Overall, I truly feel that the quality of the caliber 400 is better than should be expected for the first in-house caliber from a brand. It isn’t perfect, but it is a well-built machine. The finish is quite industrial which is fitting for a movement that will probably prove to be a work-horse in the Oris lineup. I believe the movement will be durable. One of the specific items that jumped out at me was the detent mechanism for the winding stem. Usually, the stem is held in place by a single post riding in a channel in the stem. The caliber 400 features two posts, opposite each other, one secured with a screw and the other held in place with spring tension. This double mechanism reduces the likelihood that the stem will come out of the watch accidentally. I believe this watch will meet the challenge of Oris’ impressive 10-year warranty.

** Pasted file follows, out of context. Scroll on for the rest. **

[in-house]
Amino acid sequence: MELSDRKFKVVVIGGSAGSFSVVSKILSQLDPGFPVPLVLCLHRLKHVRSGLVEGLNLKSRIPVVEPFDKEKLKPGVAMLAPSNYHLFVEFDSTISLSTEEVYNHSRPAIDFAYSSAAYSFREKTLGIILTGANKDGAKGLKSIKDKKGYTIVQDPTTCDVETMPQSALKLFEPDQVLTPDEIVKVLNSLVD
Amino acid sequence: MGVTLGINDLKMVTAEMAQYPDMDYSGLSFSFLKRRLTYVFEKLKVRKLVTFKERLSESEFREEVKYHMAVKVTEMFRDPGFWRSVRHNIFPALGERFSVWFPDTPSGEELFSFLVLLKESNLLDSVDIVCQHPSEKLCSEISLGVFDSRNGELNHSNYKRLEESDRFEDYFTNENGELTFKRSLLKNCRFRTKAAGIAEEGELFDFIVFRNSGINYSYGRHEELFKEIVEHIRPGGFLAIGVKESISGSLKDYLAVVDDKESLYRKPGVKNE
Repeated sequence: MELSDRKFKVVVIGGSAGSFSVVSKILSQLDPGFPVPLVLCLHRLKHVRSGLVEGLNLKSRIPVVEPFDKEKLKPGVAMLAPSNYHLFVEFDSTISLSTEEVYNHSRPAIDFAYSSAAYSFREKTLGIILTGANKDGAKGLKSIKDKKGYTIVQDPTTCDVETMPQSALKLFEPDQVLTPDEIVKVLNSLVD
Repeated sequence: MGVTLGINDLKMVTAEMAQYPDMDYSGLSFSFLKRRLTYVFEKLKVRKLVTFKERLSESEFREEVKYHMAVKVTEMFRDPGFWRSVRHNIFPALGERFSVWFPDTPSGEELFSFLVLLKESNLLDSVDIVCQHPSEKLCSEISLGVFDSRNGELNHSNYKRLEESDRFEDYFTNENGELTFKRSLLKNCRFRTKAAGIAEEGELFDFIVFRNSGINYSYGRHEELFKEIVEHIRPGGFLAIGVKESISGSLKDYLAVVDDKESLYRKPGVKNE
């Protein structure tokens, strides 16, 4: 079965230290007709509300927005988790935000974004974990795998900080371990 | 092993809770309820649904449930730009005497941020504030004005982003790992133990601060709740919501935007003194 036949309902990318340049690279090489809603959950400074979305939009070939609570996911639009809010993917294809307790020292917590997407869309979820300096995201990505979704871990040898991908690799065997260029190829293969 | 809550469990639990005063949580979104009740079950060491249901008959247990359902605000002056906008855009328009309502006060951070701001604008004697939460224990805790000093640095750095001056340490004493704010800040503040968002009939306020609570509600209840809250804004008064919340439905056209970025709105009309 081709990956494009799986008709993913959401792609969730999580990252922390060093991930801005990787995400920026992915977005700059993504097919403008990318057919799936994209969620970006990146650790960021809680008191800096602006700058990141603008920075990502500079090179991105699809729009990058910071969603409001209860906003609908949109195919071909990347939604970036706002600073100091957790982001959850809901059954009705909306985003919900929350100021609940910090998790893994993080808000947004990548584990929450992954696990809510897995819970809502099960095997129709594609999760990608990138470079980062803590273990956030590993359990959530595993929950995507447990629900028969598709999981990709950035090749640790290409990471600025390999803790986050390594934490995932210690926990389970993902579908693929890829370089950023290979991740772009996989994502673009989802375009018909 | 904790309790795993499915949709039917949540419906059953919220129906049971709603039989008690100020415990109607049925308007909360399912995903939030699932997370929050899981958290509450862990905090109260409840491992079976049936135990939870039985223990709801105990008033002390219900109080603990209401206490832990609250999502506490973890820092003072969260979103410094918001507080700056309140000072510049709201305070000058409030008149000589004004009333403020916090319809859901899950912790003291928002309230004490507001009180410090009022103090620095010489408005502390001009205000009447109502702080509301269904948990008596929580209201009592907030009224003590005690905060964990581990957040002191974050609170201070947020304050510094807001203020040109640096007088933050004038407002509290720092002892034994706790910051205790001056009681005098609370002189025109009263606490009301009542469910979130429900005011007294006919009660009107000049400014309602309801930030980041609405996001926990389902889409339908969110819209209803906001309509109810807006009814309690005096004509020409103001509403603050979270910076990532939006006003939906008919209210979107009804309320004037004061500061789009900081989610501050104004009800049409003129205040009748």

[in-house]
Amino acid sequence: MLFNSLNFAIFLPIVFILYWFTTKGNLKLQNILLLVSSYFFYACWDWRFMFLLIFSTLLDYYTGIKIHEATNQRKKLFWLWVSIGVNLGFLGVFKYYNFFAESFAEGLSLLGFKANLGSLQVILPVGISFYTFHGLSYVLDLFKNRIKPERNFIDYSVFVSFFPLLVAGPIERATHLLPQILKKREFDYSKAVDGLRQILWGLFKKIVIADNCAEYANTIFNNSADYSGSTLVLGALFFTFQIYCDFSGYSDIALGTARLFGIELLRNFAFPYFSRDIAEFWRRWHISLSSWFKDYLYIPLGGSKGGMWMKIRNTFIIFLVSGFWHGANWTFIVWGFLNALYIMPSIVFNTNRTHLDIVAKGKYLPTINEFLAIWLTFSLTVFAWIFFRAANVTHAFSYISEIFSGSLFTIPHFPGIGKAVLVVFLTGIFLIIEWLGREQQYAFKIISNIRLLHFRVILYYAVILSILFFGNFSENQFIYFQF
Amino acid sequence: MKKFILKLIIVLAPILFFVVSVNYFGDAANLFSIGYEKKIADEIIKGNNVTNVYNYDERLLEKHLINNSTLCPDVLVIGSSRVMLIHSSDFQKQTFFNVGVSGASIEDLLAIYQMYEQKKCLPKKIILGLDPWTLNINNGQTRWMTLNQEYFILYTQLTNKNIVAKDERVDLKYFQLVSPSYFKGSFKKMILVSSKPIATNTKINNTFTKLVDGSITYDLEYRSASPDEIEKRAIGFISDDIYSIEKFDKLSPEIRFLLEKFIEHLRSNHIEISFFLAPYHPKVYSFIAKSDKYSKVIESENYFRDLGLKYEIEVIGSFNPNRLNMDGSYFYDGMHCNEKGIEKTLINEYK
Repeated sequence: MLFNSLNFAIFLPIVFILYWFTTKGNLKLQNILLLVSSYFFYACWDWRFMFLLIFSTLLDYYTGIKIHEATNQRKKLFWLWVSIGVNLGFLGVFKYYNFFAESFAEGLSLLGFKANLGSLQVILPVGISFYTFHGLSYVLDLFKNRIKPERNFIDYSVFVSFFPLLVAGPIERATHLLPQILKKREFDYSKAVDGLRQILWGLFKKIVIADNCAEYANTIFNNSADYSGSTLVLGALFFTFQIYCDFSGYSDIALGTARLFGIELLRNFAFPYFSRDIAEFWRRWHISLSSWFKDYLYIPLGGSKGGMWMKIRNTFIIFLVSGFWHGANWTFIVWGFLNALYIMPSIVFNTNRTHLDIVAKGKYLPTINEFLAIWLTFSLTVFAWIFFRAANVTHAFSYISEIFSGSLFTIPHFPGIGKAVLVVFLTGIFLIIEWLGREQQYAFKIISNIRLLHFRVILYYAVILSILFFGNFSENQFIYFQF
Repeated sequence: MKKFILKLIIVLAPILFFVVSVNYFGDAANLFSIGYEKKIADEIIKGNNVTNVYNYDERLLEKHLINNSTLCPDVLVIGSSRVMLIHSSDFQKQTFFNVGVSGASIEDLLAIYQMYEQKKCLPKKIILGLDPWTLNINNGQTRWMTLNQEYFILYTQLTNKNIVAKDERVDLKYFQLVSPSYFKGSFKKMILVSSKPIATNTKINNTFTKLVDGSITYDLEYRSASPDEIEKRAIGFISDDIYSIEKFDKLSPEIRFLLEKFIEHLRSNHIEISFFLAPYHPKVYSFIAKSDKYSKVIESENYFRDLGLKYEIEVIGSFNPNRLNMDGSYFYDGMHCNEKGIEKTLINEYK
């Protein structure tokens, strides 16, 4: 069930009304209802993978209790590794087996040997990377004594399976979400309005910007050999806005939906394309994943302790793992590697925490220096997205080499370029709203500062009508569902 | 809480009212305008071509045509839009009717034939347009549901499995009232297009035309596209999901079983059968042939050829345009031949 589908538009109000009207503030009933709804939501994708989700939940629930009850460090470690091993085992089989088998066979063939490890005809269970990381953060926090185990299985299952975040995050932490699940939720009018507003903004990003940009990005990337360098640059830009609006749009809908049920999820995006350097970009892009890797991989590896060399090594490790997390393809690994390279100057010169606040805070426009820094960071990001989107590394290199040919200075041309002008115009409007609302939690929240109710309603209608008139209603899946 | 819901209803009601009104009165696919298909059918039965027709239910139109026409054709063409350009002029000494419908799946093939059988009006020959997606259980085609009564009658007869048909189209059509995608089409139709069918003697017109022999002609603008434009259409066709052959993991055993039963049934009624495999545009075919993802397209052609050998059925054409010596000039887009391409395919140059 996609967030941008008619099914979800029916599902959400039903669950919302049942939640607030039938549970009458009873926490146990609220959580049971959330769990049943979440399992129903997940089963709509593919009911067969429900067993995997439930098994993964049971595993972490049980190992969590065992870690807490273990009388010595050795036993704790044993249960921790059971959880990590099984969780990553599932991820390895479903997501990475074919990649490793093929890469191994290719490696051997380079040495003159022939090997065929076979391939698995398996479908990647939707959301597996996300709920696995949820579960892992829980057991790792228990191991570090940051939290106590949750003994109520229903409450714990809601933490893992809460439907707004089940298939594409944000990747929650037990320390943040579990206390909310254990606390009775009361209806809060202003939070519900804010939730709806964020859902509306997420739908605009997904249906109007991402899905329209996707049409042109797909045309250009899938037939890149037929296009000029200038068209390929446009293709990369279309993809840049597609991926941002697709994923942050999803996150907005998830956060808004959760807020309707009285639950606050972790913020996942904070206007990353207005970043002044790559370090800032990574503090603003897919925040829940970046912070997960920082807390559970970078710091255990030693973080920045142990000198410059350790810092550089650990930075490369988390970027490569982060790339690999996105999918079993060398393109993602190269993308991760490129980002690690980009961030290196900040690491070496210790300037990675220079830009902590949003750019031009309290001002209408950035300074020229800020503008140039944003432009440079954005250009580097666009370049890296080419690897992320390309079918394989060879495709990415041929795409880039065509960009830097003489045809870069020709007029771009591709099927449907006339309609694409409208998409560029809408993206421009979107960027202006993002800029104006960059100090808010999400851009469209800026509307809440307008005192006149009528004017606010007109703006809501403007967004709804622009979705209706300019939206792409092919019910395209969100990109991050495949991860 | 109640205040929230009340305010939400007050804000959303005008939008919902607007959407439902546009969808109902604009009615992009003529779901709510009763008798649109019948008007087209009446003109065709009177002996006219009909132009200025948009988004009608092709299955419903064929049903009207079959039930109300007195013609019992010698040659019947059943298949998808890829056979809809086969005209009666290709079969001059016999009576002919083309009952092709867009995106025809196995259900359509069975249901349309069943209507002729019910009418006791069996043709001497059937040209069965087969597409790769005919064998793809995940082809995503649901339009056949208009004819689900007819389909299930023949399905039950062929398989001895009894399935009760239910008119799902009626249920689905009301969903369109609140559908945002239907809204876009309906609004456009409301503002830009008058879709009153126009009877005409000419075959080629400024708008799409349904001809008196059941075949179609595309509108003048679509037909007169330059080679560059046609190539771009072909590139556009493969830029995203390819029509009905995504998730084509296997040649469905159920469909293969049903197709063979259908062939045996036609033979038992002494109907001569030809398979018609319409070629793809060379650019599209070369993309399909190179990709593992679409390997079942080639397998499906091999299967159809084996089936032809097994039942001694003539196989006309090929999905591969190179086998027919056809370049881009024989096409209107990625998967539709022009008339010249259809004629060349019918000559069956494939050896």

From the watchmaker’s perspective, it even looks like they designed the caliber 400 with after-sales service in mind. Often brands don’t think about what will happen when the watch needs to be serviced, but in this case, it is apparent that the needs of the watchmaker were considered. The watch comes apart and goes together easily. Anything that is out of the ordinary is clearly marked to aid the watchmaker in his service. For example, with two barrels it can be more difficult than normal to figure out how to release the power stored by the mainsprings before servicing the watch. The click is clearly labeled with an arrow. Also, the double release for the winding stem (a feature exceedingly rare in watchmaking) is also well marked. Most watches require you to either turn a screw or depress a button. This watch requires both and is marked with an arrow indicating you must loosen the screw and another pointing to the button to release the spring tension. Servicing these watches should be straight forward for any watchmaker.